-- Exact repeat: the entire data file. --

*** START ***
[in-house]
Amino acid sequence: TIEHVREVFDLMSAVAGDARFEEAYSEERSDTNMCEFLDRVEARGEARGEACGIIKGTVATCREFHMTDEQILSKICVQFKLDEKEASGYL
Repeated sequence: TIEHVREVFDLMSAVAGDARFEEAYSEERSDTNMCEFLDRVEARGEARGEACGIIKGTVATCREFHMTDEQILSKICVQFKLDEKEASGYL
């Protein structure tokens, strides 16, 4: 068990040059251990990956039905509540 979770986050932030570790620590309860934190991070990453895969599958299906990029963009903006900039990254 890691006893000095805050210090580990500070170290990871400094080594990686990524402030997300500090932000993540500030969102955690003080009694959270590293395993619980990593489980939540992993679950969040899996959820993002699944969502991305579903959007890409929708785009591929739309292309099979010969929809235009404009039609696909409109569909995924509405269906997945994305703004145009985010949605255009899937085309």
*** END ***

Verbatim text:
[in-house]
Amino acid sequence: TIEHVREVFDLMSAVAGDARFEEAYSEERSDTNMCEFLDRVEARGEARGEACGIIKGTVATCREFHMTDEQILSKICVQFKLDEKEASGYL
Repeated sequence: TIEHVREVFDLMSAVAGDARFEEAYSEERSDTNMCEFLDRVEARGEARGEACGIIKGTVATCREFHMTDEQILSKICVQFKLDEKEASGYL
């Protein structure tokens, strides 16, 4: 068990040059251990990956039905509540 979770986050932030570790620590309860934190991070990453895969599958299906990029963009903006900039990254 890691006893000095805050210090580990500070170290990871400094080594990686990524402030997300500090932000993540500030969102955690003080009694959270590293395993619980990593489980939540992993679950969040899996959820993002699944969502991305579903959007890409929708785009591929739309292309099979010969929809235009404009039609696909409109569909995924509405269906997945994305703004145009985010949605255009899937085309």